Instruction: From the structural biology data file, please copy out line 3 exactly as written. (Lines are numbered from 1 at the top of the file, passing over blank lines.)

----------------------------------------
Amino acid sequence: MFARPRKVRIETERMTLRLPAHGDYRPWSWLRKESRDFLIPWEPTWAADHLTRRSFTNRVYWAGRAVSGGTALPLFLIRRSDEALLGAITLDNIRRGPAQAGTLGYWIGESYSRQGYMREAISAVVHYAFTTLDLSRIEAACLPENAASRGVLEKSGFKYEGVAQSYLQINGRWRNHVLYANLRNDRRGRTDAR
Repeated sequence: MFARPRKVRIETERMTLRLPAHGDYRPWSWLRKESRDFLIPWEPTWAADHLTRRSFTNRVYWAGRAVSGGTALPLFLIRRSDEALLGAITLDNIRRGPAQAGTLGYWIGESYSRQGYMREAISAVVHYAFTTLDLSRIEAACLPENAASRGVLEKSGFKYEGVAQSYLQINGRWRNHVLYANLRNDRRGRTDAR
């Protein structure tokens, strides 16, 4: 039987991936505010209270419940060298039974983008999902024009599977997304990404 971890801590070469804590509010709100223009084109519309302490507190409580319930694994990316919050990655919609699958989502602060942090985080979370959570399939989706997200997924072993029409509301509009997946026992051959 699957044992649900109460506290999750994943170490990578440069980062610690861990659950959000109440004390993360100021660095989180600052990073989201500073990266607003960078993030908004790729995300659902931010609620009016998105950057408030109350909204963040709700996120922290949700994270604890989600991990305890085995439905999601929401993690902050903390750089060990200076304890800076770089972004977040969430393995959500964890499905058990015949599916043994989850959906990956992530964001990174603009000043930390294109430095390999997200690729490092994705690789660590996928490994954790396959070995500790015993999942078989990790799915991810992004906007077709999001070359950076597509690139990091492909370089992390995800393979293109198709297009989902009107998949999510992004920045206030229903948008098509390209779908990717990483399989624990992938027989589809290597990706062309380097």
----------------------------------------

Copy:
């Protein structure tokens, strides 16, 4: 039987991936505010209270419940060298039974983008999902024009599977997304990404 971890801590070469804590509010709100223009084109519309302490507190409580319930694994990316919050990655919609699958989502602060942090985080979370959570399939989706997200997924072993029409509301509009997946026992051959 699957044992649900109460506290999750994943170490990578440069980062610690861990659950959000109440004390993360100021660095989180600052990073989201500073990266607003960078993030908004790729995300659902931010609620009016998105950057408030109350909204963040709700996120922290949700994270604890989600991990305890085995439905999601929401993690902050903390750089060990200076304890800076770089972004977040969430393995959500964890499905058990015949599916043994989850959906990956992530964001990174603009000043930390294109430095390999997200690729490092994705690789660590996928490994954790396959070995500790015993999942078989990790799915991810992004906007077709999001070359950076597509690139990091492909370089992390995800393979293109198709297009989902009107998949999510992004920045206030229903948008098509390209779908990717990483399989624990992938027989589809290597990706062309380097």